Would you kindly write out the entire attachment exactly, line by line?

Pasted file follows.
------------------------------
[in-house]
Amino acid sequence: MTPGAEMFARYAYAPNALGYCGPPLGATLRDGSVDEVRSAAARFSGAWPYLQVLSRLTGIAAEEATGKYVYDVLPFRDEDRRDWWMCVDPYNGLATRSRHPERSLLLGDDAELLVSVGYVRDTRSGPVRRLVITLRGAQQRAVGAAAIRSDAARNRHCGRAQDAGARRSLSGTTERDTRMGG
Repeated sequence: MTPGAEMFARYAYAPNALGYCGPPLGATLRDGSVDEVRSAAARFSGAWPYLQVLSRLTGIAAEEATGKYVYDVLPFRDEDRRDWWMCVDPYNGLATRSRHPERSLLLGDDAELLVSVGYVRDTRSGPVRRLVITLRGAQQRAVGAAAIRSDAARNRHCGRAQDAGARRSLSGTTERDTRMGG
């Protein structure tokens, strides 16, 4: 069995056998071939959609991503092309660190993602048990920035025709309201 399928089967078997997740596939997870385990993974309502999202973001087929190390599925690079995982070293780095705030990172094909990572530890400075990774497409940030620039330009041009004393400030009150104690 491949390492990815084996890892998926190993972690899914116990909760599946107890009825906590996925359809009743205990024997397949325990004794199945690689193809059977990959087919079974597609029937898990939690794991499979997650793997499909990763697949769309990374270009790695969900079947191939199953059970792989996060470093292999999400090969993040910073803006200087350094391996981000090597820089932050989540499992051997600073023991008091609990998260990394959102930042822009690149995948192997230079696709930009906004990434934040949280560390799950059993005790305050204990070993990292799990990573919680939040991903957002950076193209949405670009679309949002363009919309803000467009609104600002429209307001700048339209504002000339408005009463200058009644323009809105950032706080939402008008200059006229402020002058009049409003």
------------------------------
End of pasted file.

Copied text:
[in-house]
Amino acid sequence: MTPGAEMFARYAYAPNALGYCGPPLGATLRDGSVDEVRSAAARFSGAWPYLQVLSRLTGIAAEEATGKYVYDVLPFRDEDRRDWWMCVDPYNGLATRSRHPERSLLLGDDAELLVSVGYVRDTRSGPVRRLVITLRGAQQRAVGAAAIRSDAARNRHCGRAQDAGARRSLSGTTERDTRMGG
Repeated sequence: MTPGAEMFARYAYAPNALGYCGPPLGATLRDGSVDEVRSAAARFSGAWPYLQVLSRLTGIAAEEATGKYVYDVLPFRDEDRRDWWMCVDPYNGLATRSRHPERSLLLGDDAELLVSVGYVRDTRSGPVRRLVITLRGAQQRAVGAAAIRSDAARNRHCGRAQDAGARRSLSGTTERDTRMGG
């Protein structure tokens, strides 16, 4: 069995056998071939959609991503092309660190993602048990920035025709309201 399928089967078997997740596939997870385990993974309502999202973001087929190390599925690079995982070293780095705030990172094909990572530890400075990774497409940030620039330009041009004393400030009150104690 491949390492990815084996890892998926190993972690899914116990909760599946107890009825906590996925359809009743205990024997397949325990004794199945690689193809059977990959087919079974597609029937898990939690794991499979997650793997499909990763697949769309990374270009790695969900079947191939199953059970792989996060470093292999999400090969993040910073803006200087350094391996981000090597820089932050989540499992051997600073023991008091609990998260990394959102930042822009690149995948192997230079696709930009906004990434934040949280560390799950059993005790305050204990070993990292799990990573919680939040991903957002950076193209949405670009679309949002363009919309803000467009609104600002429209307001700048339209504002000339408005009463200058009644323009809105950032706080939402008008200059006229402020002058009049409003």